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Story Archives: Former Guide plant Investors run gamut
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|Former Guide plant Investors run gamut|
The venture capital firm backing "Project Liberty" at the former Guide plant in Monroe counts among its partners a who's who of green industry leaders, including former Vice President Al Gore.
Gore is listed along with about 30 other individuals on a partners list for venture capital giant Kleiner, Perkins, Caufield and Byers, a California-based investment firm with ties to Amazon.com, Google and America Online.
The firm's involvement in the Monroe plant is spearheaded by Silicon Valley titan John Doerr, a venture capitalist who has a long history of investing in successful projects. Forbes magazine consistently ranks Doerr among the most influential billionaires in Silicon Valley.
Ventures Doerr backed include Google, Amazon.com and Compaq Computers. Doerr also holds a number of engineering patents from his tenure at microchip manufacturer Intel.
Doerr is no stranger to government circles, either.
In 2009, President Barack Obama named Doerr a special advisor to the president on matters concerning economic recovery.
The Monroe project also sports among its supporters Kliener Perkins managing partner Ray Lane.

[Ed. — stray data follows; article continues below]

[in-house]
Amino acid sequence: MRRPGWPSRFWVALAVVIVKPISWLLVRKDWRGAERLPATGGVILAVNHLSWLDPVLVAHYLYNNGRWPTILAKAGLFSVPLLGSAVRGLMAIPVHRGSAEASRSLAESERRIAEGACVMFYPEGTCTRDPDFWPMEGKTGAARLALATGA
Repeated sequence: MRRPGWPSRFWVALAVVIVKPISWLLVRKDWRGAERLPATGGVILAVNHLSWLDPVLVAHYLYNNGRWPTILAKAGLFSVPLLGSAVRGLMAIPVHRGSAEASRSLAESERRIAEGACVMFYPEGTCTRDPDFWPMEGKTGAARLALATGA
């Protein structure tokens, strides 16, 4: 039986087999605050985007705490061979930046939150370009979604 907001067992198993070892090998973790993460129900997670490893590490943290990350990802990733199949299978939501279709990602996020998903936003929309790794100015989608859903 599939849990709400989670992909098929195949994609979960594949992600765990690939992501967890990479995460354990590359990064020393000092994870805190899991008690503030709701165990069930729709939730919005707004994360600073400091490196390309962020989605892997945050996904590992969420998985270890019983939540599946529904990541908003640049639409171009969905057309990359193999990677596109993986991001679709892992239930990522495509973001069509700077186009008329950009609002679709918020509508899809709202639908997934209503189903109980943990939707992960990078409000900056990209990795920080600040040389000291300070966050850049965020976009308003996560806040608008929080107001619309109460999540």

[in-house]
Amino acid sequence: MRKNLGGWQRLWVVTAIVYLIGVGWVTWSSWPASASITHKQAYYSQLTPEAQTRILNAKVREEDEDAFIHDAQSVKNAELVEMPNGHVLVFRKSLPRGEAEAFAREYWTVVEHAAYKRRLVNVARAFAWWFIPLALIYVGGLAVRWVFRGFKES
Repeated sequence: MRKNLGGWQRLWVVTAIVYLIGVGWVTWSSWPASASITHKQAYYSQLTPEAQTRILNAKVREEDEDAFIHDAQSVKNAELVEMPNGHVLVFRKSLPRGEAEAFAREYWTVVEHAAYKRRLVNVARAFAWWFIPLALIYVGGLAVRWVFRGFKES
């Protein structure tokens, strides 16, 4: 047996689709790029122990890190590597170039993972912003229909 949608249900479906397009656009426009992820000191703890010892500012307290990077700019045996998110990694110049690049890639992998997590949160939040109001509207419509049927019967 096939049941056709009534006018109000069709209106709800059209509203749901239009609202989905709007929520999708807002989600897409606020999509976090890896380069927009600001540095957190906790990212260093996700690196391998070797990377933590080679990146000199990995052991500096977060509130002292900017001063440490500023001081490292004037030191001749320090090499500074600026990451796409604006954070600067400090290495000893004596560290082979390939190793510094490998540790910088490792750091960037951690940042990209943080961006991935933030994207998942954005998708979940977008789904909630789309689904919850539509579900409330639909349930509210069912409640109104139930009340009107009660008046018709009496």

A Silicon Valley giant in his own right, Lane served as CEO of Oracle, a database software company. He also worked on a number of high profile projects at IBM.
His Kleiner Perkins portfolio includes automotive start-up Fisker Automotive, an American automobile manufacture focused on building fuel-efficient hybrid cars.
Lane's involvement in Project Liberty has fueled speculation that the deal to be announced on Wednesday will feature Fisker Automotive, which has been looking for a facility to build the Karma, a luxury hybrid sedan.
Louisiana businessman James Davison is also involved in the project as well.
Davison, a staunch supporter of La. Tech University, bought the former Guide plant last year. At that time, Davison said he purchased the plant as an investment and had no potential tenants.
Within the past of couple of years, Davison sold 49 percent of one of his companies to Genesis Energy of Houston, Texas. He collected about $600 million while securing control of Genesis's board of directors.
In addition to Davison's investment in the project, local governments have announced a $15 million incentives package to help the new tenants set up shop. In all, the incentives package, including the state's contribution, to lure Land and Doerr to northeaster Louisiana totals some $100 million.
Meanwhile, Davison has said the project would require him to double the size of the Guide plant.
Those close to the project have declined to reveal precisely what will be produced in the facility, beyond repeated statements that the factory would be used to assemble "unique automobiles."